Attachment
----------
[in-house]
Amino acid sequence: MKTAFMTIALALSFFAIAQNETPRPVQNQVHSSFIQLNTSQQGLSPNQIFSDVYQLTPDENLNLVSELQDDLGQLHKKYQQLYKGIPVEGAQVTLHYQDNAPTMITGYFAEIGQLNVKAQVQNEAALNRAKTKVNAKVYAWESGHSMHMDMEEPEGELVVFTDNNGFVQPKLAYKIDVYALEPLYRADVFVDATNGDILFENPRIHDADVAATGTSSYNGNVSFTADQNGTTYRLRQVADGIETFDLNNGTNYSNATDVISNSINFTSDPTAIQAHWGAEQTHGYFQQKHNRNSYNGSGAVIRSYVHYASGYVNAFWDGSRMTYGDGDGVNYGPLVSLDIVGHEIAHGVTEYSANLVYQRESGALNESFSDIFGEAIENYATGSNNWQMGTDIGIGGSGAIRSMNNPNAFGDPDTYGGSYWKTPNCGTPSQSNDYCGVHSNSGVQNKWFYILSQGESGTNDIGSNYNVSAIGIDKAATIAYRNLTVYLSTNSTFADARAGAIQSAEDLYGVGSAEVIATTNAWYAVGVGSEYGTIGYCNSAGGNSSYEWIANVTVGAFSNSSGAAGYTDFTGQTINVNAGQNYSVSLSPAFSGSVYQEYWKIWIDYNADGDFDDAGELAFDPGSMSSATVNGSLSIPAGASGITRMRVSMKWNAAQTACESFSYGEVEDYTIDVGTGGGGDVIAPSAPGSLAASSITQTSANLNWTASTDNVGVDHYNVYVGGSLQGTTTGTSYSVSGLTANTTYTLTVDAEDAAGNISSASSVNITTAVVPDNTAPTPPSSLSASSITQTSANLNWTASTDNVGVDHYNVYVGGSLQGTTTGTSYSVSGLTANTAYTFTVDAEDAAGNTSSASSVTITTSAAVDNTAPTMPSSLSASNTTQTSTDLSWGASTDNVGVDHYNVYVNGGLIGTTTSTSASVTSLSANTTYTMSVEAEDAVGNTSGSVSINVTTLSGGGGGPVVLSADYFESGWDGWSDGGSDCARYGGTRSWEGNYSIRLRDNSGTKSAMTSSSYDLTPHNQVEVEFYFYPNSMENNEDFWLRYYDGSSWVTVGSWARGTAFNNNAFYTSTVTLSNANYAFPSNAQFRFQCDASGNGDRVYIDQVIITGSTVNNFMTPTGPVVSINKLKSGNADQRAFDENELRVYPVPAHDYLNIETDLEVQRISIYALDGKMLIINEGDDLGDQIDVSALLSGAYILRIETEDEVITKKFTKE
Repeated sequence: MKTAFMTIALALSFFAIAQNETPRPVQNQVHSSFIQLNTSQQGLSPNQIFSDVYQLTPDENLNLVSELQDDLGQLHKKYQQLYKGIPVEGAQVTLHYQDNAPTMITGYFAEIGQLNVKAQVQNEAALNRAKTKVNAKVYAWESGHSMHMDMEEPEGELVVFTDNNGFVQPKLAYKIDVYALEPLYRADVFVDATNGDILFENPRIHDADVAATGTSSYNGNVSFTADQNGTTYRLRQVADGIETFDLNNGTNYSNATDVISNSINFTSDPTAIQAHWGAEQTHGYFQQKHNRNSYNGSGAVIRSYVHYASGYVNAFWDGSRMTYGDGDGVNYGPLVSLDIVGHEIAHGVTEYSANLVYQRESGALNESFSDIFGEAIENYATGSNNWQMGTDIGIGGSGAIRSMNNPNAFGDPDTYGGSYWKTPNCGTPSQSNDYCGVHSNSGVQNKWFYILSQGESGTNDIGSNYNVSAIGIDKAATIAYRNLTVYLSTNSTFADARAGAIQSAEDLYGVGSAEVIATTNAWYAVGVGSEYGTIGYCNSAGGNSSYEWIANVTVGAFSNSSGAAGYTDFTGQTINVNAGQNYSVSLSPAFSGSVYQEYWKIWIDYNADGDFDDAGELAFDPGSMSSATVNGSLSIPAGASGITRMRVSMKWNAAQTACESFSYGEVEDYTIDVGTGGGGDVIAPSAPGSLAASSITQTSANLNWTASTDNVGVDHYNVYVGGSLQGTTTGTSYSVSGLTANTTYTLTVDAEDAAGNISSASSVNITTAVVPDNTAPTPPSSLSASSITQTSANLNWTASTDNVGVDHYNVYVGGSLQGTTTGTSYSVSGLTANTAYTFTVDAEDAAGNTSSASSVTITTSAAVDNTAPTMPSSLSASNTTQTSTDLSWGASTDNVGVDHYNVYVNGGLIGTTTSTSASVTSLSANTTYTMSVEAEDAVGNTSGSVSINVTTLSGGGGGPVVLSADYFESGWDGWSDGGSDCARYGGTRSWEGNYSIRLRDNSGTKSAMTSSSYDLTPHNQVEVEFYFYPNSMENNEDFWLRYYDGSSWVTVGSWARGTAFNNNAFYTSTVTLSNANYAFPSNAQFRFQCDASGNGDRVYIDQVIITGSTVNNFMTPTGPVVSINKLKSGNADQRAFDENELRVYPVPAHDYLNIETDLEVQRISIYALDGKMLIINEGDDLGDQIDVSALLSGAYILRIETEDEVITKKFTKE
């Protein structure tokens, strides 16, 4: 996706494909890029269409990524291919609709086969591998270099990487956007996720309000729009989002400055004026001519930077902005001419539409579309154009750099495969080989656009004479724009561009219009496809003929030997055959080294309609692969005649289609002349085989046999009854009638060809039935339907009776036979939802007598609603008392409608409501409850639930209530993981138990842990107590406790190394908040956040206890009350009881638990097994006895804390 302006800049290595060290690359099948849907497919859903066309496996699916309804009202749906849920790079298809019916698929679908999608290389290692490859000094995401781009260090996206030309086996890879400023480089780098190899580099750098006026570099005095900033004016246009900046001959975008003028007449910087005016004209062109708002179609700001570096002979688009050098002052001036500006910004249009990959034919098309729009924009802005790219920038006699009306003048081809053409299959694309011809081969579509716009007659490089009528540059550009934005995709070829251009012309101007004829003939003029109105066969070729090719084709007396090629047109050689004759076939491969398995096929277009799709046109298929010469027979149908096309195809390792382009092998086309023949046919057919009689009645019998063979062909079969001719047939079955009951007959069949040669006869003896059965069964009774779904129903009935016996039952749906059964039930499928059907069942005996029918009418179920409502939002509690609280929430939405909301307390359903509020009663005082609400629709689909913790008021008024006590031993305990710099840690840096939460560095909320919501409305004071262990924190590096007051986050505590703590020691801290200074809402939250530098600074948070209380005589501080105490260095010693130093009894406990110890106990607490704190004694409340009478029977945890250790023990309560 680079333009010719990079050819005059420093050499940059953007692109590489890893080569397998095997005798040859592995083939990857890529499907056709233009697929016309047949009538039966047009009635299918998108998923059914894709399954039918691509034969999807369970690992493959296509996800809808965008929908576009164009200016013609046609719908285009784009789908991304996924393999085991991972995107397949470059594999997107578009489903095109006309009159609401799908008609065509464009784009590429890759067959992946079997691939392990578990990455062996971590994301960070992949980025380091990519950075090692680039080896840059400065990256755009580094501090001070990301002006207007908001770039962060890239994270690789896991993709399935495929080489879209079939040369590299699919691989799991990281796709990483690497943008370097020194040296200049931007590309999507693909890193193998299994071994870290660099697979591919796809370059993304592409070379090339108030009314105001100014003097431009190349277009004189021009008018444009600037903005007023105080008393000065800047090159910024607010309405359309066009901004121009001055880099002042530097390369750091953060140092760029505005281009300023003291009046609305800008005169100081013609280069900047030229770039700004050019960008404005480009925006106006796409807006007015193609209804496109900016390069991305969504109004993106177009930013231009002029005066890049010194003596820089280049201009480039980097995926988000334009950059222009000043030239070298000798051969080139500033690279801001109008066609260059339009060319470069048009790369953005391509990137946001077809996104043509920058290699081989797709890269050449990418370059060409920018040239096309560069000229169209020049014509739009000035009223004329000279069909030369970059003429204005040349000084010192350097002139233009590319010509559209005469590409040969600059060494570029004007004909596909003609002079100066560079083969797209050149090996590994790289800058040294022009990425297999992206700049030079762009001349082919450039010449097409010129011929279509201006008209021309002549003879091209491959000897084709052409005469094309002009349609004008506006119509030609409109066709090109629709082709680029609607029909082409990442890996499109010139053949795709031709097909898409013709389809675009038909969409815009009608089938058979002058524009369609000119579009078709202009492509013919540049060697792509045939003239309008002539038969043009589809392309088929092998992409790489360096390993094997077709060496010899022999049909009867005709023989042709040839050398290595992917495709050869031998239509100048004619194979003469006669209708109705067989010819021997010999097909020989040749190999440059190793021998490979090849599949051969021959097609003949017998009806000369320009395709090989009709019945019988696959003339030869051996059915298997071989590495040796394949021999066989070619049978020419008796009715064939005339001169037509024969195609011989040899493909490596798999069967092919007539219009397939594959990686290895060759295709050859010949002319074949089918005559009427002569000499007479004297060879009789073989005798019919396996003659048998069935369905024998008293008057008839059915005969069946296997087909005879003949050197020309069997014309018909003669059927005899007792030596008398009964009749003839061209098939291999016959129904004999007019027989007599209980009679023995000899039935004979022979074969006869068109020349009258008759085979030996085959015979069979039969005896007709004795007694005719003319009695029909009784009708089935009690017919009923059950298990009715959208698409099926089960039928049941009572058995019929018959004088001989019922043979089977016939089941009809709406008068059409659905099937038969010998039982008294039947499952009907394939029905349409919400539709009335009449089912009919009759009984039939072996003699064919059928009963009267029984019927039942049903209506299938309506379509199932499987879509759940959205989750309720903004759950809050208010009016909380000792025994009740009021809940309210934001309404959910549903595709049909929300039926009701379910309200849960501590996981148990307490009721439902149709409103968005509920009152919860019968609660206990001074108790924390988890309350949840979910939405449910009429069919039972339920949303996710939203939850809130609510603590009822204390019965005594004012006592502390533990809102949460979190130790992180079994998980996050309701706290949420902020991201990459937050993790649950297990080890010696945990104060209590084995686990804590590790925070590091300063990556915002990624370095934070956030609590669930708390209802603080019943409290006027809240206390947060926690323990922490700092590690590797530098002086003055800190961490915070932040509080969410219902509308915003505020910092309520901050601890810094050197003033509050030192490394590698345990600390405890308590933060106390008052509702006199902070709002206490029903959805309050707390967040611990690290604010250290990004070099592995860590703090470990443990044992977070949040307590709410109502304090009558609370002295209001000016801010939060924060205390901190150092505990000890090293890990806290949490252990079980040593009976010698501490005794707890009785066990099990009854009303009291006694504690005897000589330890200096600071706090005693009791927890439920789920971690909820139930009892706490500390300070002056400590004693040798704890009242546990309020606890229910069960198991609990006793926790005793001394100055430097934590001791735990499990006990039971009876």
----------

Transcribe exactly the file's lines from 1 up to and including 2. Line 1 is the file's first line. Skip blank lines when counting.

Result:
[in-house]
Amino acid sequence: MKTAFMTIALALSFFAIAQNETPRPVQNQVHSSFIQLNTSQQGLSPNQIFSDVYQLTPDENLNLVSELQDDLGQLHKKYQQLYKGIPVEGAQVTLHYQDNAPTMITGYFAEIGQLNVKAQVQNEAALNRAKTKVNAKVYAWESGHSMHMDMEEPEGELVVFTDNNGFVQPKLAYKIDVYALEPLYRADVFVDATNGDILFENPRIHDADVAATGTSSYNGNVSFTADQNGTTYRLRQVADGIETFDLNNGTNYSNATDVISNSINFTSDPTAIQAHWGAEQTHGYFQQKHNRNSYNGSGAVIRSYVHYASGYVNAFWDGSRMTYGDGDGVNYGPLVSLDIVGHEIAHGVTEYSANLVYQRESGALNESFSDIFGEAIENYATGSNNWQMGTDIGIGGSGAIRSMNNPNAFGDPDTYGGSYWKTPNCGTPSQSNDYCGVHSNSGVQNKWFYILSQGESGTNDIGSNYNVSAIGIDKAATIAYRNLTVYLSTNSTFADARAGAIQSAEDLYGVGSAEVIATTNAWYAVGVGSEYGTIGYCNSAGGNSSYEWIANVTVGAFSNSSGAAGYTDFTGQTINVNAGQNYSVSLSPAFSGSVYQEYWKIWIDYNADGDFDDAGELAFDPGSMSSATVNGSLSIPAGASGITRMRVSMKWNAAQTACESFSYGEVEDYTIDVGTGGGGDVIAPSAPGSLAASSITQTSANLNWTASTDNVGVDHYNVYVGGSLQGTTTGTSYSVSGLTANTTYTLTVDAEDAAGNISSASSVNITTAVVPDNTAPTPPSSLSASSITQTSANLNWTASTDNVGVDHYNVYVGGSLQGTTTGTSYSVSGLTANTAYTFTVDAEDAAGNTSSASSVTITTSAAVDNTAPTMPSSLSASNTTQTSTDLSWGASTDNVGVDHYNVYVNGGLIGTTTSTSASVTSLSANTTYTMSVEAEDAVGNTSGSVSINVTTLSGGGGGPVVLSADYFESGWDGWSDGGSDCARYGGTRSWEGNYSIRLRDNSGTKSAMTSSSYDLTPHNQVEVEFYFYPNSMENNEDFWLRYYDGSSWVTVGSWARGTAFNNNAFYTSTVTLSNANYAFPSNAQFRFQCDASGNGDRVYIDQVIITGSTVNNFMTPTGPVVSINKLKSGNADQRAFDENELRVYPVPAHDYLNIETDLEVQRISIYALDGKMLIINEGDDLGDQIDVSALLSGAYILRIETEDEVITKKFTKE